I ‘only’ managed 2 runs this week, 1.1 Miles on Monday and 1.4 Miles on Wednesday. However, as stated in my last post , I only feel that 2.5 miles is necessary before the day of the parkrun, with the extra half mile being more than doable on the day with a large number of runners there… and this feels very achievable at this point.
So why no third run? Well, I had my flu jab on Saturday, and its made me feel terrible all weekend.
Now when I was younger, I’d have beaten myself up over this. Beaten myself up so badly that I’d have ended up giving up on the entire thing completely.
I want to share my ‘failure’ here to make a point. I missed a run (I’d planned to do 3 a week, in the style of couch to 5k) through not feeling well.
Should I then call off the whole thing? Feel so bad about it that the whole thing becomes a chore rather than an exciting goal? No
These things happen to the best of us (especially those with a incurable lifelong condition!).
Be kind to yourselves and remember its better to lose the odd battle, than make yourself feel so bad you want to give up entirely!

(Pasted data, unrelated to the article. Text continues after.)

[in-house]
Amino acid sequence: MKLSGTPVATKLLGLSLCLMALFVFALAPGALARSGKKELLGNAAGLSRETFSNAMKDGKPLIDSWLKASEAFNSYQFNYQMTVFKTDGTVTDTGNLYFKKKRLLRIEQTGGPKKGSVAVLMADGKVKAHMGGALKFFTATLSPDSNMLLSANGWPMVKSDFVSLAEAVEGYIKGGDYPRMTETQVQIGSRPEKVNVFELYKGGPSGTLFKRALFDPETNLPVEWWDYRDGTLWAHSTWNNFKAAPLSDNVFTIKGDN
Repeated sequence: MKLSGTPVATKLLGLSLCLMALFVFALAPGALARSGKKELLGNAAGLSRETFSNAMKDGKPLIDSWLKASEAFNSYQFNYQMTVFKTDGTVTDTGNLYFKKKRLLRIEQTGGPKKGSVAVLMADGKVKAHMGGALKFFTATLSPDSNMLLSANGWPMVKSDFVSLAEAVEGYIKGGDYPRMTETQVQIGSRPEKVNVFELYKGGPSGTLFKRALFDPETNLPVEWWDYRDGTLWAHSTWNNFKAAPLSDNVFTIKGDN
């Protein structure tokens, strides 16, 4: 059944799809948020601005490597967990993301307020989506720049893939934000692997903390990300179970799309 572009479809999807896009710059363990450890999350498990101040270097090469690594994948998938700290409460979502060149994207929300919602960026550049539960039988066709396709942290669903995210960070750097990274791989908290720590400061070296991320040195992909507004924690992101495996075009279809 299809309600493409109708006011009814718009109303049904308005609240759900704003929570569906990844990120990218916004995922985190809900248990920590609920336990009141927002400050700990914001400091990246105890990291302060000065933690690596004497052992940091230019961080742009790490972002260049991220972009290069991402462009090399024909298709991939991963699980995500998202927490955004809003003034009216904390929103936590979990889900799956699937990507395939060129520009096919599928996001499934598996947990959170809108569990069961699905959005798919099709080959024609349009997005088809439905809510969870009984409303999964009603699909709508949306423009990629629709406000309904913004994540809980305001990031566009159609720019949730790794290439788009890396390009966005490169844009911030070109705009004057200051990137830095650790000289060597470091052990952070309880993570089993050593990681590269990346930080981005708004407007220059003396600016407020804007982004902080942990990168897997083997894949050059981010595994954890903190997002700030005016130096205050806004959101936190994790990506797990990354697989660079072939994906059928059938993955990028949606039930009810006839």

This is probably terrible advice for anyone planning to become a professional athlete; but for anyone just trying to stay healthy… please be kind to yourself.
Here’s to next week and getting close to that 2 mile mark.
The two runs I did do… Well Monday’s took my blood sugar from 7.1 to 5.9, and Wednesday’s from 6.7 to 7.6 (always test before and after people!). Both runs were early in the morning before my family were awake, and with no fast acting insulin on board…. So, a good reminder to expect the unexpected really.
What have I learned this week?
Starting above a 6 would seem wise; with anything below 5.5 probably requiring a snack if I’m capable of dropping by a whole mmol/L on a run of just over a mile.
Disclaimer – It is essential that you do not take on board any advice given on this website without first seeking the advice of a medical professional. Any descriptions of different ways in which I manage my type 1 diabetes on this website, including in the comments, are given in good faith, and are shared merely as suggestions which should be ran past a doctor or diabetes specialist nurse.